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6 Ways to Help Teen Patients Navigate Loss

Know teens or young adults who have cancer? Here are some tips for helping them deal with grief.

By Elizabeth Jane Walker

Drawing of a sad teen within a black circle

For teens and young adults with cancer, life may seem more complex than it is for younger children or adults.

As they undergo treatment, teenagers must also cope with separation from their school and friends. Unlike younger children, teens are acutely aware of the long-term implications of a cancer diagnosis. But perhaps the most difficult challenge can be the loss of friends to death.

To help patients traverse the landscape of loss, St. Jude Children’s Research Hospital oncologist Liza-Marie Johnson, MD, conducted research in which she spoke with teens and young adult patients at St. Jude.

Of the study’s participants, 37% had lost friends, with 66% of those deaths related to cancer. Many of the patients admitted they rarely, if ever, discussed those losses. A full report on Johnson’s research findings recently appeared in the journal PLOS One.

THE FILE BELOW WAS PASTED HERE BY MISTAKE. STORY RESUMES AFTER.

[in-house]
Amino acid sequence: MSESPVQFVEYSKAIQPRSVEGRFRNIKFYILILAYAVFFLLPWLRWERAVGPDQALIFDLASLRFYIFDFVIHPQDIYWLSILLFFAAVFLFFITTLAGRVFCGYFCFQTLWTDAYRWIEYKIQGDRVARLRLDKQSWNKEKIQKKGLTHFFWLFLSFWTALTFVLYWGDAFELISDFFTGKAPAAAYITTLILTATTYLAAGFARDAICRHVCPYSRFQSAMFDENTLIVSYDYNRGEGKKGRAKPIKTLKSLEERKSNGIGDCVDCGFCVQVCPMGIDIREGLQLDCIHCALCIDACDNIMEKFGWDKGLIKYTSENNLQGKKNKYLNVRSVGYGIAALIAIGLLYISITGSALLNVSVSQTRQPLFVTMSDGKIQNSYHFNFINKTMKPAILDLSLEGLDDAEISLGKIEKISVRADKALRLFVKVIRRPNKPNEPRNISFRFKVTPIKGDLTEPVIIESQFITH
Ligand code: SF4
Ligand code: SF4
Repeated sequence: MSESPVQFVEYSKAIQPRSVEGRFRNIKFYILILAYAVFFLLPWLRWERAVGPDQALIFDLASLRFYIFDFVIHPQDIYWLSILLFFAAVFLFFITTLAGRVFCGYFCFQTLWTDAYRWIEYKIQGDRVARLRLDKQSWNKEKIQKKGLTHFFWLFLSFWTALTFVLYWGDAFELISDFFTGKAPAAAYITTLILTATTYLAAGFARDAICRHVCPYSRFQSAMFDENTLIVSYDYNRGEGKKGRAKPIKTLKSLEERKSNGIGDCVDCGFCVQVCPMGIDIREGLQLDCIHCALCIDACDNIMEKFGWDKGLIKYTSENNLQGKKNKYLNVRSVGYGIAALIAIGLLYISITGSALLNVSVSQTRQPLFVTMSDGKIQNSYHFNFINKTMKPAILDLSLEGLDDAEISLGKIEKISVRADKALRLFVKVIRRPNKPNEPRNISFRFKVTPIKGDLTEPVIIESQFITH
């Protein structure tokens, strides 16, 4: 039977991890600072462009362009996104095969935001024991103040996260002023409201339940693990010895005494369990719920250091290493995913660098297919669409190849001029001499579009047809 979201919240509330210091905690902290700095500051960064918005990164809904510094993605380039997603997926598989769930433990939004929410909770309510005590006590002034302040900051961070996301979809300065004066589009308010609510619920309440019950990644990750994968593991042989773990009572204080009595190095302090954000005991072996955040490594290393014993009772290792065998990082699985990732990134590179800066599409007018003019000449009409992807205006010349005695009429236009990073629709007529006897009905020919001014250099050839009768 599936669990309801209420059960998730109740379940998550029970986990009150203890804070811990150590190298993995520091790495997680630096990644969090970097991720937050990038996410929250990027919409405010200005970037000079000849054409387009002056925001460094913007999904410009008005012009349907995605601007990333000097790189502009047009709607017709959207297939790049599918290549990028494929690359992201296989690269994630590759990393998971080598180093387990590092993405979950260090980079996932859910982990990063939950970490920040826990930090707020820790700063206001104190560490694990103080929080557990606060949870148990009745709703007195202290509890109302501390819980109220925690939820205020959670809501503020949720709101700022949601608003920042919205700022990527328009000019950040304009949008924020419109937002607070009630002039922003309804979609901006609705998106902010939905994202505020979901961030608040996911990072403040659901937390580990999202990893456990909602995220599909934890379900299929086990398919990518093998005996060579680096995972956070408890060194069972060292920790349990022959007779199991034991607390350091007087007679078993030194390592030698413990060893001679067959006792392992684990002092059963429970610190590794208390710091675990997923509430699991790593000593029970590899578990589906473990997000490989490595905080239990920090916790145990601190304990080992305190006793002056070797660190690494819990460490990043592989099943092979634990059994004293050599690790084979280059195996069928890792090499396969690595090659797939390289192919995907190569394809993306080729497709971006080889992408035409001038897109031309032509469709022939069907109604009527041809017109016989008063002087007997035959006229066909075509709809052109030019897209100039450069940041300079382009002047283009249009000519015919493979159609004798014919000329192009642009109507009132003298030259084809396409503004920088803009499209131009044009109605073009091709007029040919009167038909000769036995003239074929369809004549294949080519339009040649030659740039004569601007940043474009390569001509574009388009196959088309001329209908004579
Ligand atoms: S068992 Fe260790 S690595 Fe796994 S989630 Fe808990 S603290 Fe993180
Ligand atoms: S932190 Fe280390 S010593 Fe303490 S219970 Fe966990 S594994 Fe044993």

The following insights may help you support a teen patient who is experiencing loss:


Recognize the depth of the bond: Teens with cancer share a unique connection. Who better understands the reality of hair loss, nausea or other issues than someone who is also going through those events? Teens often bond quickly over their shared experience with illness and then contemplate their own mortality when a friend passes away. 



Understand the range of emotions: In addition to grief, a teen may feel shocked, depressed, lonely, angry, guilty, disbelieving, hopeless or vulnerable. The survivor may also have difficulty sleeping or harbor feelings of emptiness.



Talk it out: Silence may make a friend’s death more difficult to process and increase the survivor’s risk of depression, anxiety or the physical symptoms of stress, such as headaches or stomach pain.


Jumpstart conversations: Acknowledge a teen’s relationships with other patients and ask about those relationships as a way to begin a discussion about death.



Listen: Attend to the teen’s concerns rather than ignoring the loss. Encourage the patient to interact with peers instead of seeking solitude.



Seek professional assistance: Consider seeking support from a trusted child life specialist, hospital chaplain, social worker or member of the psychology team. 


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